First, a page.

best wishes,

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Re: Evolution?

Postby BruceDLimber » Mon May 11, 2009 7:27 am

Hi, CL! :-)

In the Baha'i view science and religion are NOT in contradiction, but rather dovetail very nicely!

It should be pointed out that Baha'is have no problem with evolution; indeed, IOV religion evolves as well as creation generally! And it's worth noting that while our scriptures state that humans have always had immortal souls--this being what sets them apart from animals--, this is a spiritual condition not related to the physical world (which is what evolution addresses).

Science may be said to explain the "how" of things, whereas religion explains "Who" and "why." They thus address different, largely non-overlapping domains, but come together nicely to form a complete whole!

The quickest way to get into trouble is to use either one without the other!: Science without religion is gross materialism (bigger and better nukes); religion without science is superstition (witch-burning).

And the Baha'i scriptures also say (sorry: I don't have the citation handy) that if a religious doctrine disagrees with established science, then that doctrine is simply wrong.

There is also this marvelous quote from 'Abdu'l-Baha in the Baha’i scriptures:
“[E]ven in Europe it is admitted that religion is the opponent of science, and that science is the destroyer of the foundations of religion. While the religion of God is the promoter of truth, the founder of science and knowledge, it is full of goodwill for learned men; it is the civilizer of mankind, the discoverer of the secrets of nature, and the enlightener of the horizons of the world. Consequently, how can it be said to oppose knowledge? God forbid! Nay, for God, knowledge is the most glorious gift of man and the most noble of human perfections. To oppose knowledge is ignorant, and he who detests knowledge and science is not a man, but rather an animal without intelligence. For knowledge is light, life, felicity, perfection, beauty and the means of approaching the Threshold of Unity. It is the honor and glory of the world of humanity, and the greatest bounty of God. Knowledge is identical with guidance, and ignorance is real error.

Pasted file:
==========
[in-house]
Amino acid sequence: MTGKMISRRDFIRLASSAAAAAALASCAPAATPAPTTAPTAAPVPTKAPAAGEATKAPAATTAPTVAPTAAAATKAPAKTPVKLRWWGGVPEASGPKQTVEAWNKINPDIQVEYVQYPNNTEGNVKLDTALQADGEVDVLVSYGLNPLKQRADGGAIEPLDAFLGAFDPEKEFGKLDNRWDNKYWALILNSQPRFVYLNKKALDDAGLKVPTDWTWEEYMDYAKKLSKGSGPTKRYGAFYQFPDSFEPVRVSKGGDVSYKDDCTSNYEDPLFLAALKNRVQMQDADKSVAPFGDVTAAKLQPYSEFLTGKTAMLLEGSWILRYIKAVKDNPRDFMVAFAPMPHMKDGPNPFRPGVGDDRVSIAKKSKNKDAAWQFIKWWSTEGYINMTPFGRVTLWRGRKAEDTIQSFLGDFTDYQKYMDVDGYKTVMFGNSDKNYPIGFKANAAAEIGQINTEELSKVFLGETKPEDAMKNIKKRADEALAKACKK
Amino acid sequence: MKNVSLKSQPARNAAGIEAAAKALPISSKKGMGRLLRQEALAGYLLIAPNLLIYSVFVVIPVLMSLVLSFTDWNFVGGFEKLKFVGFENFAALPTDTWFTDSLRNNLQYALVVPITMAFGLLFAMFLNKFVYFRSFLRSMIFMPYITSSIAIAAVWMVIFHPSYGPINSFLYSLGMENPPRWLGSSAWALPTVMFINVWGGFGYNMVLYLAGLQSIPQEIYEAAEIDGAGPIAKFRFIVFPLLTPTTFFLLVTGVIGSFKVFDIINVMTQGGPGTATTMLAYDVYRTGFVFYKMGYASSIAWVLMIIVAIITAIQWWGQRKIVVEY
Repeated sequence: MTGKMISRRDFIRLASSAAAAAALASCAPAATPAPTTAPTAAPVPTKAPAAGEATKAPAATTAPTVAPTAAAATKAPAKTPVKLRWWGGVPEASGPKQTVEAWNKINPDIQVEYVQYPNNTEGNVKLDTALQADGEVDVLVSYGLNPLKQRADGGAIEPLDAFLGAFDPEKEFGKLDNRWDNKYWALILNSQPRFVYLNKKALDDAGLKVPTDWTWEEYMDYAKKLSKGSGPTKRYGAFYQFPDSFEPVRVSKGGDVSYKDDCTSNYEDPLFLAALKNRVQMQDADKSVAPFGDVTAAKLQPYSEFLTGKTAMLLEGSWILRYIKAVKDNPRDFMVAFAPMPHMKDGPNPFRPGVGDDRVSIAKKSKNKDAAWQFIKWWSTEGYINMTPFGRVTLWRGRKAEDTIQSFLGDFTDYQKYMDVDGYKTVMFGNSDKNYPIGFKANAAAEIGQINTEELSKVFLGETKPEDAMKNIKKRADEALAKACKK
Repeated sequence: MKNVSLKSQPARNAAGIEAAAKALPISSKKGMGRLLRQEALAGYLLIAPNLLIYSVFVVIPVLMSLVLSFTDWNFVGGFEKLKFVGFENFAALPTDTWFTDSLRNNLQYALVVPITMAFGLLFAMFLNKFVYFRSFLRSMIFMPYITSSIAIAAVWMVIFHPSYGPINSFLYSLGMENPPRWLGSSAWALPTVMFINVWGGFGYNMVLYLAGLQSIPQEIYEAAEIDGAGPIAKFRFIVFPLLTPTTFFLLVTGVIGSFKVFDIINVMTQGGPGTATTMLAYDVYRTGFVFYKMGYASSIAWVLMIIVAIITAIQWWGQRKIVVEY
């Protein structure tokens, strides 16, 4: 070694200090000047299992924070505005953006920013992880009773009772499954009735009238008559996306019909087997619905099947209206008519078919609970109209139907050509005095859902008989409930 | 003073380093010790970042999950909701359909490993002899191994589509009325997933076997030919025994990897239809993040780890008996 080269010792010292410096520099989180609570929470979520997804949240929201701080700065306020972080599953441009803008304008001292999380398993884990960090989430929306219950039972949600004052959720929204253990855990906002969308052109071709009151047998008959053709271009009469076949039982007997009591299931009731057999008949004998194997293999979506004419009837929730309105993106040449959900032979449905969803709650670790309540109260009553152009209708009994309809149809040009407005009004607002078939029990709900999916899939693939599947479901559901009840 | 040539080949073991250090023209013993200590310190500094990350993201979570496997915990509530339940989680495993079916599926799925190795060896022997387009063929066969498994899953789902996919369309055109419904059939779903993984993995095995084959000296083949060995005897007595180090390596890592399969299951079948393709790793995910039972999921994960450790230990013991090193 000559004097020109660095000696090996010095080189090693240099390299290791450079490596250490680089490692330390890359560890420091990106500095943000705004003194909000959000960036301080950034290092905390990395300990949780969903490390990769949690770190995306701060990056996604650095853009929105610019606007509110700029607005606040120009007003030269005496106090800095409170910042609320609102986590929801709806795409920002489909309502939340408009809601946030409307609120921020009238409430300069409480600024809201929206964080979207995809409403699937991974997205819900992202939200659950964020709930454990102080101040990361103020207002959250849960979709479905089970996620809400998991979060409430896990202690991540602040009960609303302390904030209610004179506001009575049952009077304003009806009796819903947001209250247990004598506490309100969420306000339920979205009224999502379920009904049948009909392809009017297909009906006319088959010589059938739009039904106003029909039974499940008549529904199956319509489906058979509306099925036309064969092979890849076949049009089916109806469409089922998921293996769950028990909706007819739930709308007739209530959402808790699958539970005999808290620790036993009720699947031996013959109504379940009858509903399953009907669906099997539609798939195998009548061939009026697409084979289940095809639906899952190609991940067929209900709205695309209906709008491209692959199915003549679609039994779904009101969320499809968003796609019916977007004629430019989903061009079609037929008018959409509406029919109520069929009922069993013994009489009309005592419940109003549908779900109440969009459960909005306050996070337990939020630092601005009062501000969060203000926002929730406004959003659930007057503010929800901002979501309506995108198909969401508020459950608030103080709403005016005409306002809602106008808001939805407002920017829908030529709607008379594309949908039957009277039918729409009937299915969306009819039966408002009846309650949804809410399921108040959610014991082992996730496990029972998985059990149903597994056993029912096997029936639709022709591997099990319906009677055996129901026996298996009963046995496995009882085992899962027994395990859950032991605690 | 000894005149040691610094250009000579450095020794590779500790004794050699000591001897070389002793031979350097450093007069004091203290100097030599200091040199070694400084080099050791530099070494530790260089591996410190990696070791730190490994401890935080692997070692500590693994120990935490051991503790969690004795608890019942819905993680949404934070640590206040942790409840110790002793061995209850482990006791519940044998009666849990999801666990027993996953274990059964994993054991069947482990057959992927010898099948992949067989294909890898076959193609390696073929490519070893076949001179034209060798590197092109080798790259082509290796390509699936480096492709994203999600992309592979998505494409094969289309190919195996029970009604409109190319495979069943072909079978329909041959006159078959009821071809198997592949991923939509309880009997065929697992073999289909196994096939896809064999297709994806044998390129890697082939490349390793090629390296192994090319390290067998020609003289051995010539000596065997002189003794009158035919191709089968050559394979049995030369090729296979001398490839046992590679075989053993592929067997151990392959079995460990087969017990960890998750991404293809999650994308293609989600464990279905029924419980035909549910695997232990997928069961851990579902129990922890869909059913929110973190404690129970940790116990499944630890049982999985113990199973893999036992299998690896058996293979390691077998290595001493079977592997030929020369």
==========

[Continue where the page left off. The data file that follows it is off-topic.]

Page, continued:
“Happy are those who spend their days in gaining knowledge, in discovering the secrets of nature, and in penetrating the subtleties of pure truth! Woe to those who are contented with ignorance, whose hearts are gladdened by thoughtless imitation, who have fallen into the lowest depths of ignorance and foolishness, and who have wasted their lives!”
—(Some Answered Questions, page 137)

Best! :-)